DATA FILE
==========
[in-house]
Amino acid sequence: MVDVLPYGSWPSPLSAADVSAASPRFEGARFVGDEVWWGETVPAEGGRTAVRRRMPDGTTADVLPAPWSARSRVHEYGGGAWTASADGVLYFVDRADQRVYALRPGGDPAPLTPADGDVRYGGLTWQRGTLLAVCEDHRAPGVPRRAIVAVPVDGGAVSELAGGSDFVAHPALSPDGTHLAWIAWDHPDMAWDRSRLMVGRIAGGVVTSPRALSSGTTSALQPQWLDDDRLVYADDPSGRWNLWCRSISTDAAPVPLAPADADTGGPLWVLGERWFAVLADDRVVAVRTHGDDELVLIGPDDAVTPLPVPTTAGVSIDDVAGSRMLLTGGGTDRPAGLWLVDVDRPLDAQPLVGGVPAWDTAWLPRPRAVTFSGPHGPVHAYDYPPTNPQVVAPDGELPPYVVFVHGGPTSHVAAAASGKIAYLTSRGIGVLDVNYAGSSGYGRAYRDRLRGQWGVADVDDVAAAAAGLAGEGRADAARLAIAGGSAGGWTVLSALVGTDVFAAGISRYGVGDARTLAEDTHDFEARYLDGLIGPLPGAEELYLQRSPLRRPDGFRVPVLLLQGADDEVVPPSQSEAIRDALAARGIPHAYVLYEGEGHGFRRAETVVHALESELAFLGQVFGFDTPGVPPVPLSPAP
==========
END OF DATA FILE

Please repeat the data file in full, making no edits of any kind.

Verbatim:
[in-house]
Amino acid sequence: MVDVLPYGSWPSPLSAADVSAASPRFEGARFVGDEVWWGETVPAEGGRTAVRRRMPDGTTADVLPAPWSARSRVHEYGGGAWTASADGVLYFVDRADQRVYALRPGGDPAPLTPADGDVRYGGLTWQRGTLLAVCEDHRAPGVPRRAIVAVPVDGGAVSELAGGSDFVAHPALSPDGTHLAWIAWDHPDMAWDRSRLMVGRIAGGVVTSPRALSSGTTSALQPQWLDDDRLVYADDPSGRWNLWCRSISTDAAPVPLAPADADTGGPLWVLGERWFAVLADDRVVAVRTHGDDELVLIGPDDAVTPLPVPTTAGVSIDDVAGSRMLLTGGGTDRPAGLWLVDVDRPLDAQPLVGGVPAWDTAWLPRPRAVTFSGPHGPVHAYDYPPTNPQVVAPDGELPPYVVFVHGGPTSHVAAAASGKIAYLTSRGIGVLDVNYAGSSGYGRAYRDRLRGQWGVADVDDVAAAAAGLAGEGRADAARLAIAGGSAGGWTVLSALVGTDVFAAGISRYGVGDARTLAEDTHDFEARYLDGLIGPLPGAEELYLQRSPLRRPDGFRVPVLLLQGADDEVVPPSQSEAIRDALAARGIPHAYVLYEGEGHGFRRAETVVHALESELAFLGQVFGFDTPGVPPVPLSPAP